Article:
Fats, fiber and fitness: Three tips for staying out of the doctor’s office

What would you do right this minute, if you knew it might keep you from needing to see a doctor tomorrow? There are hundreds of simple ways to help protect our health. These include everything from hand washing to good dental hygiene. Here are three of our favorite wellness tips involving fats, fiber and fitness. Fats: Our brains are made of 60 percent fat. So why aren’t fries considered brain foods? We need to nourish our brains (and our hearts) with the right kind of fats. Omega-3 fatty acids (also commonly known as EPA and DHA) are the good guys. EPA helps to lower triglycerides in our blood. DHA helps to nourish our brains. According to the American Heart Association, omega-3s may also lower your risk of abnormal heartbeats, which can lead to sudden death.
  • Tip: Increase your dietary intake of fatty fish such as salmon, tuna, anchovies and sardines. If you don’t like fish, or if you aren’t eating it twice a week, choose a dietary supplement with a minimum of 350 mg combined of EPA and DHA.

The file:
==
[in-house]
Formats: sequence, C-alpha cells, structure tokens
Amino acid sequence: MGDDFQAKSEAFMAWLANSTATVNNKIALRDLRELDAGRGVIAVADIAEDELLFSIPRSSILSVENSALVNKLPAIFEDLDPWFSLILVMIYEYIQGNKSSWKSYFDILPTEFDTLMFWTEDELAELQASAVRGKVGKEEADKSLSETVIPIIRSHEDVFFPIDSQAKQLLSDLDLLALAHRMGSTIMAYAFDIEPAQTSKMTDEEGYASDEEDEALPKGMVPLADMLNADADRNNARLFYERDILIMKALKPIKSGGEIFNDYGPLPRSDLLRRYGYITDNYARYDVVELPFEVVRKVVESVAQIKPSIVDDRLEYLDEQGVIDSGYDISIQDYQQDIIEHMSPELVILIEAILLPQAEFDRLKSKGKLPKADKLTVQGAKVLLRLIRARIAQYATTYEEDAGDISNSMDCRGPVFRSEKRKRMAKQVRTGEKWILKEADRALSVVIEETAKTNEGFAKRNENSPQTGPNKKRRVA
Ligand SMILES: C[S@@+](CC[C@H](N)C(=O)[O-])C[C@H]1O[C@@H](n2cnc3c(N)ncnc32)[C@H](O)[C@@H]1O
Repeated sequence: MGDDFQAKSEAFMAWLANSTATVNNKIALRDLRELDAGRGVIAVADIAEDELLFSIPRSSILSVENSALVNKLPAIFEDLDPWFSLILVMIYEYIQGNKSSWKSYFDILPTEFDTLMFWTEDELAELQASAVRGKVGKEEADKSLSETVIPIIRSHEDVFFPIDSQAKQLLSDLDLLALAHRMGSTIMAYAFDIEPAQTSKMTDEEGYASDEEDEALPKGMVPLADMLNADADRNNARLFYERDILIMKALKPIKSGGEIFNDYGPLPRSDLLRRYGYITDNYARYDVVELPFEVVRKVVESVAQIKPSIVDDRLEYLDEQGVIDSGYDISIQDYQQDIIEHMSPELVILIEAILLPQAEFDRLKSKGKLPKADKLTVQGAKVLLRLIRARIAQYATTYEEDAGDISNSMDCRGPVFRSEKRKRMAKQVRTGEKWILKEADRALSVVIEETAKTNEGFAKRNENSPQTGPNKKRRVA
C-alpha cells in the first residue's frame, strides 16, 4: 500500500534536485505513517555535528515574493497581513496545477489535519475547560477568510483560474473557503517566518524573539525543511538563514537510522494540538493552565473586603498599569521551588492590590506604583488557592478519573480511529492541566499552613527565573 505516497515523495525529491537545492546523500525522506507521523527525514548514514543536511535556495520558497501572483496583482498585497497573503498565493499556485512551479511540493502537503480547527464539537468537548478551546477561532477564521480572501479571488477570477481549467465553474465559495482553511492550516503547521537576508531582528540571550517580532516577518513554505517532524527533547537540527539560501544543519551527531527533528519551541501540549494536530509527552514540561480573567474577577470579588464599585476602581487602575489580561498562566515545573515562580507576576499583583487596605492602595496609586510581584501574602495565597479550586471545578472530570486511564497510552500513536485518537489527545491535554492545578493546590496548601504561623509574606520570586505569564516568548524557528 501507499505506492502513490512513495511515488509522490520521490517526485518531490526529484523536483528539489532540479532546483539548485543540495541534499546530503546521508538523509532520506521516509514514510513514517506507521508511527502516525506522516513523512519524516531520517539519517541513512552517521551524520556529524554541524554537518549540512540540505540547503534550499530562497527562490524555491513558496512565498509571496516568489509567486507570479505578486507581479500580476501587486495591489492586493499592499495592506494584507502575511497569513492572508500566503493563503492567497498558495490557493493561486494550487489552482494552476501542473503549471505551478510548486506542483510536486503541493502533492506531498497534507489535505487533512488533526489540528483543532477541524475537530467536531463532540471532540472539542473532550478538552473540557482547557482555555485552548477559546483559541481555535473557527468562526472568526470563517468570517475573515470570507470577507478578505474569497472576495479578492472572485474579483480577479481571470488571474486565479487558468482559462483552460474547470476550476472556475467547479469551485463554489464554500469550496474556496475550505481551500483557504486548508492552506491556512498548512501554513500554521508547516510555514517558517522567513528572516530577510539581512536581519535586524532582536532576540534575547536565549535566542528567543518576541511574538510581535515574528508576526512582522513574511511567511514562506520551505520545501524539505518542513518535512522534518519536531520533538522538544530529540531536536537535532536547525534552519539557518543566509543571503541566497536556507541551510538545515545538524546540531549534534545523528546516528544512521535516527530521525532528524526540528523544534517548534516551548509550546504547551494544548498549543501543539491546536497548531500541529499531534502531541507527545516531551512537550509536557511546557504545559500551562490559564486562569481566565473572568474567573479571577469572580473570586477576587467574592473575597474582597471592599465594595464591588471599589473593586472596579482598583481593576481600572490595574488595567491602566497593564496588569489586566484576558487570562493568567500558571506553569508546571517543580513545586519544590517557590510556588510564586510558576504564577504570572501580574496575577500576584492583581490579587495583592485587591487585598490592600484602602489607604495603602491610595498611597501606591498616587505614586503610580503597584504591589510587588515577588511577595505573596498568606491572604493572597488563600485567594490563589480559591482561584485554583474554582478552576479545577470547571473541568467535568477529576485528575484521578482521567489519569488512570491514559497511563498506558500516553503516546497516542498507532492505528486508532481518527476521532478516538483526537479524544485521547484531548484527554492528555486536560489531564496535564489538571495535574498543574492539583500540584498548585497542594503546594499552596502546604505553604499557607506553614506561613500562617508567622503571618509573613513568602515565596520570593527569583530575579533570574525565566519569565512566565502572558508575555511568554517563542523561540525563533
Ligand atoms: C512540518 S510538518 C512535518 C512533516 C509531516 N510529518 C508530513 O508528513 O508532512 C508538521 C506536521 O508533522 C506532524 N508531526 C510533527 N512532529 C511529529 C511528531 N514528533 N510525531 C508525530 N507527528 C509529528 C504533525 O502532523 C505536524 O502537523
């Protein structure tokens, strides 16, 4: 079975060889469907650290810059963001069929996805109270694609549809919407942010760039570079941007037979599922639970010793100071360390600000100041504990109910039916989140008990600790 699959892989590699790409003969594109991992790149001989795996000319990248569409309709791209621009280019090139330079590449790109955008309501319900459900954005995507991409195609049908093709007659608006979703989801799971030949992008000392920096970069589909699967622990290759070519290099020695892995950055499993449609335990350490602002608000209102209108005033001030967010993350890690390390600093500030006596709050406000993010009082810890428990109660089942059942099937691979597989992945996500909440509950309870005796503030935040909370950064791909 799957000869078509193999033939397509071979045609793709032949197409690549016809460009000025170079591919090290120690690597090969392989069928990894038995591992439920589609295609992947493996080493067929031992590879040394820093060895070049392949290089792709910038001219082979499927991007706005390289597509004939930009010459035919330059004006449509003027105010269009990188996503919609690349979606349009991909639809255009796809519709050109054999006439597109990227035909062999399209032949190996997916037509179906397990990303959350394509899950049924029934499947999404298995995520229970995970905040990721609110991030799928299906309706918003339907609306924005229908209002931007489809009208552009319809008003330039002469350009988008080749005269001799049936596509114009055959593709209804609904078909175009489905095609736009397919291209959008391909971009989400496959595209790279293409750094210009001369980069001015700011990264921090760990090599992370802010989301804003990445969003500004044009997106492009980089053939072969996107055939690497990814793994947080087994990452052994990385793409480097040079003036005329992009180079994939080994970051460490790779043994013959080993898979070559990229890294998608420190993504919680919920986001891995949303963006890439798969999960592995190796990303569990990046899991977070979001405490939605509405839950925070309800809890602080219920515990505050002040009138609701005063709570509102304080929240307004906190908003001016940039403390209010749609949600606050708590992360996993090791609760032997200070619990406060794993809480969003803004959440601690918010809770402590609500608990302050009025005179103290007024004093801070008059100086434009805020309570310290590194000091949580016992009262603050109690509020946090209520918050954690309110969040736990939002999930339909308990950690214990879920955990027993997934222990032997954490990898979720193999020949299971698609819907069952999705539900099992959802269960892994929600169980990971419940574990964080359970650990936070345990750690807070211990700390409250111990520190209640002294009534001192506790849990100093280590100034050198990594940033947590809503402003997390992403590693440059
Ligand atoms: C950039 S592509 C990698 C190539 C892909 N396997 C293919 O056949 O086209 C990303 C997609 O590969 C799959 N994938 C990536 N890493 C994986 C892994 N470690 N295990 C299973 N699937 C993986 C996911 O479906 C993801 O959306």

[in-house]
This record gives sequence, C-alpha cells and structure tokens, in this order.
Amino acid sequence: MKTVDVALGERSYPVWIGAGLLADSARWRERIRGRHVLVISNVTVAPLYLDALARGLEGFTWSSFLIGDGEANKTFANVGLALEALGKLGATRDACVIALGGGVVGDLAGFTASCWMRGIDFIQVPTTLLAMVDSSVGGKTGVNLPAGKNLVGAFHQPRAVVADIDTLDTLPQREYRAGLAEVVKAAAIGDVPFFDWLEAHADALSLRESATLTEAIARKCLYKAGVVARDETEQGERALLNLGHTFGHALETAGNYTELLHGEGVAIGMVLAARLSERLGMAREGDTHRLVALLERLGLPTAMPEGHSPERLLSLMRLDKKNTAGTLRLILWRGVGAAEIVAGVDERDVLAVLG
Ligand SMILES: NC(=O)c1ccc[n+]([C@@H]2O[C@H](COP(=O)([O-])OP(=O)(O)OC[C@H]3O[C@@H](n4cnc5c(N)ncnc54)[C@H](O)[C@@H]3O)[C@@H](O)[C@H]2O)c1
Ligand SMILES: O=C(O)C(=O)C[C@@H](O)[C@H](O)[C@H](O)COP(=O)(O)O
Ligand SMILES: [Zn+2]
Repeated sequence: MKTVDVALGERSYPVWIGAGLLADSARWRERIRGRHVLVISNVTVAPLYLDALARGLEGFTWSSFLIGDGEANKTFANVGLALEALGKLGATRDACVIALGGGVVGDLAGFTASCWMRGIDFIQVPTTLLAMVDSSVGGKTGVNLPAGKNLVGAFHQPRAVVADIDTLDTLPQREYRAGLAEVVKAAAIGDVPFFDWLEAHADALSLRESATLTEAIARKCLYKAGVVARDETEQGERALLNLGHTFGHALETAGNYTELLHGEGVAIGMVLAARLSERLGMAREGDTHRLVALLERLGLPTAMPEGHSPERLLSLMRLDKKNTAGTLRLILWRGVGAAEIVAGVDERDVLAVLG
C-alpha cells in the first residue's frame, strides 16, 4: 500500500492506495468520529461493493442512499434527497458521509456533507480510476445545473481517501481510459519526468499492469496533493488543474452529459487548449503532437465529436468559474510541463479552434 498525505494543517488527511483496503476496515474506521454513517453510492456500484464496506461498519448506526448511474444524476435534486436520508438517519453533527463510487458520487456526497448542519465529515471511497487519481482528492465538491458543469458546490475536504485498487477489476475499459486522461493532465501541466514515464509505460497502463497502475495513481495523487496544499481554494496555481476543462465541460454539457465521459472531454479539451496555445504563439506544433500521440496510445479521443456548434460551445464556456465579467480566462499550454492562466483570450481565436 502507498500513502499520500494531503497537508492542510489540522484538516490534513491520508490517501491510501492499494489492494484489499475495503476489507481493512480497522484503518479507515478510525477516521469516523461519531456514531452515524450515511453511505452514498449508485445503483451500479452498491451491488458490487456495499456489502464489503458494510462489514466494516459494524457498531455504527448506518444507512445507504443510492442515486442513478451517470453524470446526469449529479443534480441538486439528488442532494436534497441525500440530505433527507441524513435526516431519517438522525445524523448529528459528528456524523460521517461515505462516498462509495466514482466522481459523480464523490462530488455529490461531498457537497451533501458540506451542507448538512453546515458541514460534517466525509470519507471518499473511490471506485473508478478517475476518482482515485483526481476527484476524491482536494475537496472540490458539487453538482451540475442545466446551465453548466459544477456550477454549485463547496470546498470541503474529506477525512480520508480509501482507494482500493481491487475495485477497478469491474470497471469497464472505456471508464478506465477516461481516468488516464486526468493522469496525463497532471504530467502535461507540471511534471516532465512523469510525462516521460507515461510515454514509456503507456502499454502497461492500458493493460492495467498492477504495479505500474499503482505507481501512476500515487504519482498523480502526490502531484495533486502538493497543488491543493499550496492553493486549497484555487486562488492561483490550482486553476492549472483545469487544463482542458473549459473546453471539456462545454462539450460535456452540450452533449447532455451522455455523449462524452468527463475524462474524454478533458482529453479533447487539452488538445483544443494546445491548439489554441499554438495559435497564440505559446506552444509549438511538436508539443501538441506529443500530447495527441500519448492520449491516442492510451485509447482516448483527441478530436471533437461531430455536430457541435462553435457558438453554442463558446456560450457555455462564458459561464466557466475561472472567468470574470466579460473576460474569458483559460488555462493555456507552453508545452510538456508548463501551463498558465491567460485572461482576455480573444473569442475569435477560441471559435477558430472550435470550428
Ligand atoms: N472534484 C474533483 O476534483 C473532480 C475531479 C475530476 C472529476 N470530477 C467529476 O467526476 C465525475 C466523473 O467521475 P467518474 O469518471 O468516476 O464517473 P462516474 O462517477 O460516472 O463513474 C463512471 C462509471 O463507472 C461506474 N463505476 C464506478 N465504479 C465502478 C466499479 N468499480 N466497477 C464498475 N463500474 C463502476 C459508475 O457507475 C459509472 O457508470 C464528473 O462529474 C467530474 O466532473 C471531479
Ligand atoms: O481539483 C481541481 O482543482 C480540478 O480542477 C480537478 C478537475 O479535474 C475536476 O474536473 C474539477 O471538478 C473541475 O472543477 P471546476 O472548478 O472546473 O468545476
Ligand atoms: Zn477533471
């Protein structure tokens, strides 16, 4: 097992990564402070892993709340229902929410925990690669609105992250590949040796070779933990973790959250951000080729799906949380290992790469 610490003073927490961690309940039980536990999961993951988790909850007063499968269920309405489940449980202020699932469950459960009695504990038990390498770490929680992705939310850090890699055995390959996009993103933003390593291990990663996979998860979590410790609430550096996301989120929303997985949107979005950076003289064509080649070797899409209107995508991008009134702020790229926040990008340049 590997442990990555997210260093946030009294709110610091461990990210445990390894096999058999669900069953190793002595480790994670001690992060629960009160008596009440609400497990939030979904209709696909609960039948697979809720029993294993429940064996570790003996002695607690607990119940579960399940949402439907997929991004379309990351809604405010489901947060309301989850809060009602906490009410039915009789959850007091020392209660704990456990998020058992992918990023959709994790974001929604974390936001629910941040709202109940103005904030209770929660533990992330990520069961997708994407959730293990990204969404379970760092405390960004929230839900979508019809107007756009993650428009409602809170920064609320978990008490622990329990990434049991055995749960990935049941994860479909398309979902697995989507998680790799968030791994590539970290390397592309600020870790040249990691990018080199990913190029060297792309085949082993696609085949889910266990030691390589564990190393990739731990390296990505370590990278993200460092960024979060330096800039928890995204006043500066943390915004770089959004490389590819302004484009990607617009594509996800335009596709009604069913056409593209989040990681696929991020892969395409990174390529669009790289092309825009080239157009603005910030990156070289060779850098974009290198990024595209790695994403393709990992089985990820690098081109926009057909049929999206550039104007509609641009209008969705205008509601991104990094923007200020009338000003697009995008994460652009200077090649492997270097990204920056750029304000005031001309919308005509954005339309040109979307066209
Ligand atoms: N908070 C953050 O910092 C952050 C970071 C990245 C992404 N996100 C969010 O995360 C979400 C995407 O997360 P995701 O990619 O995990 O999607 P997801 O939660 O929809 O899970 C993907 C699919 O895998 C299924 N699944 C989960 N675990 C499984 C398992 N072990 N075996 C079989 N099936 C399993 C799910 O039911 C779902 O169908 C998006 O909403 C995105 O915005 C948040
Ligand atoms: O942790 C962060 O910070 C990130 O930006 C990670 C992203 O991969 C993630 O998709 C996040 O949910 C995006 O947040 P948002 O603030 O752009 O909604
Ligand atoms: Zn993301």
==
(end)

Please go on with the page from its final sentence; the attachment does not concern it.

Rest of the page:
Fiber: The right fiber may help if you’re having trouble with blood glucose management or glucose intolerance. When Sunfiber is added to food, or consumed in a beverage during a meal, it assists your body with combating increased blood glucose levels by reducing the glycemic index of foods. Sunfiber also promotes your body’s absorption of calcium and magnesium, which supports bone health.
  • Tip: Add a scoop of Sunfiber to your food daily. It won’t change the taste, aroma or consistency of your meal, but it may help your body to function better.
Fitness: Fatigue sends thousands of people to see their doctors each year. By improving your body’s ability to deliver oxygen and key nutrients to your heart and muscles, exercise can actually boost your energy. Another side benefit of working out: Exercise stimulates certain brain chemicals, which may cause you to feel more relaxed and happier.
  • Tip: If you can never seem to carve out the recommended 30 minutes a day to exercise, break that time into smaller increments. Many fitness experts agree that three 10-minute workouts can be just as beneficial as one 30-minute session.
Here’s one last tip: Fun. Grab reasons to laugh and smile. Many years ago, journalist Norman Cousins gained national fame by fighting his heart disease with laughter. While he ultimately died of heart disease, he survived many years longer than his doctors predicted.
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